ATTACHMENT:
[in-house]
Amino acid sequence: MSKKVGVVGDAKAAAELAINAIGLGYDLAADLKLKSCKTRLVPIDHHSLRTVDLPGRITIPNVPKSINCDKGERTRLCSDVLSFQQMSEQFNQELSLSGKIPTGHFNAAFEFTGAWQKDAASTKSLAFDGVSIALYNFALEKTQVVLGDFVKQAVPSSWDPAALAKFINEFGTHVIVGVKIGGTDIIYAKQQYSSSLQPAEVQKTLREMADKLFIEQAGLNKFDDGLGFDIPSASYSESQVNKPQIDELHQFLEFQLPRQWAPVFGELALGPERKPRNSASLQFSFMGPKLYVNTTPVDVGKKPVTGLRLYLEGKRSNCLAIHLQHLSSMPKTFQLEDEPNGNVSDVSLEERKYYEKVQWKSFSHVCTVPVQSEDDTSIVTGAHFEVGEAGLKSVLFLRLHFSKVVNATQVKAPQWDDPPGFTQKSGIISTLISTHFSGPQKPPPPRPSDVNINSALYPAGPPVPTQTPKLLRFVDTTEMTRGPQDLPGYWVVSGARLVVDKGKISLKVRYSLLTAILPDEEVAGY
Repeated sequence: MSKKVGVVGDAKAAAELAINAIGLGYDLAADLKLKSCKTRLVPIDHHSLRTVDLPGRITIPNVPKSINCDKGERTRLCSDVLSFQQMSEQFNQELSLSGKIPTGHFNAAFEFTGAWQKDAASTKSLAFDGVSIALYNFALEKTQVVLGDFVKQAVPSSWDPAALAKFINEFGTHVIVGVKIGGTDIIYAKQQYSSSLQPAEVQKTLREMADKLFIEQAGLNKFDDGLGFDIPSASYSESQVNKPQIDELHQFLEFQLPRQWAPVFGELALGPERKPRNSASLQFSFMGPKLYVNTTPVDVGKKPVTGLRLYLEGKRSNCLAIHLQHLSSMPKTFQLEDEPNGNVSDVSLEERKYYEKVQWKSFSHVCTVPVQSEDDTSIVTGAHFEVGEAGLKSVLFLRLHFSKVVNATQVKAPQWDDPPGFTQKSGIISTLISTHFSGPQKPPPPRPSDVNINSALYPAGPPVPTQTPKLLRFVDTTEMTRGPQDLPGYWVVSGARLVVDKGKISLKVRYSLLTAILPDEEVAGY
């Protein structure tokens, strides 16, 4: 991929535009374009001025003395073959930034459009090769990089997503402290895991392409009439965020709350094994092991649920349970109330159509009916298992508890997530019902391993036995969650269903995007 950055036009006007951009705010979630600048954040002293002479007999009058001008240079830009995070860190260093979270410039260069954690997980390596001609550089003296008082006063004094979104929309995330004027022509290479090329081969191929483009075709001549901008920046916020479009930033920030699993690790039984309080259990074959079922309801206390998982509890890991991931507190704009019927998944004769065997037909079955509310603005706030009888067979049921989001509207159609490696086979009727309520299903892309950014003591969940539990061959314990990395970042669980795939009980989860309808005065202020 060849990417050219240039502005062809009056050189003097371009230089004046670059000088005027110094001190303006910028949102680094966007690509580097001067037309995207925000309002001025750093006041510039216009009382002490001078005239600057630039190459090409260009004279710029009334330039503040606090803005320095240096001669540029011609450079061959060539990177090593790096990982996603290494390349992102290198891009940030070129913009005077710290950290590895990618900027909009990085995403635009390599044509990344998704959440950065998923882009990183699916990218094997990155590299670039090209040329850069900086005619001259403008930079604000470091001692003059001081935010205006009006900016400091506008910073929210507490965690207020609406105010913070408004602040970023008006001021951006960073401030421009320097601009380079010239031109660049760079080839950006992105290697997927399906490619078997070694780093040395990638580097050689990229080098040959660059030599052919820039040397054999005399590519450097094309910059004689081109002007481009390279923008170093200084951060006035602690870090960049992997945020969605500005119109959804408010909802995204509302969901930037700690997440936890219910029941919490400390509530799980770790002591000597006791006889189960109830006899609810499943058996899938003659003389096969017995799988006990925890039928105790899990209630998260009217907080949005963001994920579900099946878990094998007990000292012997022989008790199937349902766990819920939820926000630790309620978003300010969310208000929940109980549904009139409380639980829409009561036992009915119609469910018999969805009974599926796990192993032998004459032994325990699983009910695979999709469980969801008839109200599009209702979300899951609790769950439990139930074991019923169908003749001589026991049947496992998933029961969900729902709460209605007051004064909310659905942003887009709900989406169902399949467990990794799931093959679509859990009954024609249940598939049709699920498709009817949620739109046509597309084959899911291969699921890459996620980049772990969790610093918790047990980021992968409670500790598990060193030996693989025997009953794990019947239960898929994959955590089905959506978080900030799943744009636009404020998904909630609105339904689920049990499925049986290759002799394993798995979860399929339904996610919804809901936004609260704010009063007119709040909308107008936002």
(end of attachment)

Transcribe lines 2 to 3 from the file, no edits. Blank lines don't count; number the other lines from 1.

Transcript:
Amino acid sequence: MSKKVGVVGDAKAAAELAINAIGLGYDLAADLKLKSCKTRLVPIDHHSLRTVDLPGRITIPNVPKSINCDKGERTRLCSDVLSFQQMSEQFNQELSLSGKIPTGHFNAAFEFTGAWQKDAASTKSLAFDGVSIALYNFALEKTQVVLGDFVKQAVPSSWDPAALAKFINEFGTHVIVGVKIGGTDIIYAKQQYSSSLQPAEVQKTLREMADKLFIEQAGLNKFDDGLGFDIPSASYSESQVNKPQIDELHQFLEFQLPRQWAPVFGELALGPERKPRNSASLQFSFMGPKLYVNTTPVDVGKKPVTGLRLYLEGKRSNCLAIHLQHLSSMPKTFQLEDEPNGNVSDVSLEERKYYEKVQWKSFSHVCTVPVQSEDDTSIVTGAHFEVGEAGLKSVLFLRLHFSKVVNATQVKAPQWDDPPGFTQKSGIISTLISTHFSGPQKPPPPRPSDVNINSALYPAGPPVPTQTPKLLRFVDTTEMTRGPQDLPGYWVVSGARLVVDKGKISLKVRYSLLTAILPDEEVAGY
Repeated sequence: MSKKVGVVGDAKAAAELAINAIGLGYDLAADLKLKSCKTRLVPIDHHSLRTVDLPGRITIPNVPKSINCDKGERTRLCSDVLSFQQMSEQFNQELSLSGKIPTGHFNAAFEFTGAWQKDAASTKSLAFDGVSIALYNFALEKTQVVLGDFVKQAVPSSWDPAALAKFINEFGTHVIVGVKIGGTDIIYAKQQYSSSLQPAEVQKTLREMADKLFIEQAGLNKFDDGLGFDIPSASYSESQVNKPQIDELHQFLEFQLPRQWAPVFGELALGPERKPRNSASLQFSFMGPKLYVNTTPVDVGKKPVTGLRLYLEGKRSNCLAIHLQHLSSMPKTFQLEDEPNGNVSDVSLEERKYYEKVQWKSFSHVCTVPVQSEDDTSIVTGAHFEVGEAGLKSVLFLRLHFSKVVNATQVKAPQWDDPPGFTQKSGIISTLISTHFSGPQKPPPPRPSDVNINSALYPAGPPVPTQTPKLLRFVDTTEMTRGPQDLPGYWVVSGARLVVDKGKISLKVRYSLLTAILPDEEVAGY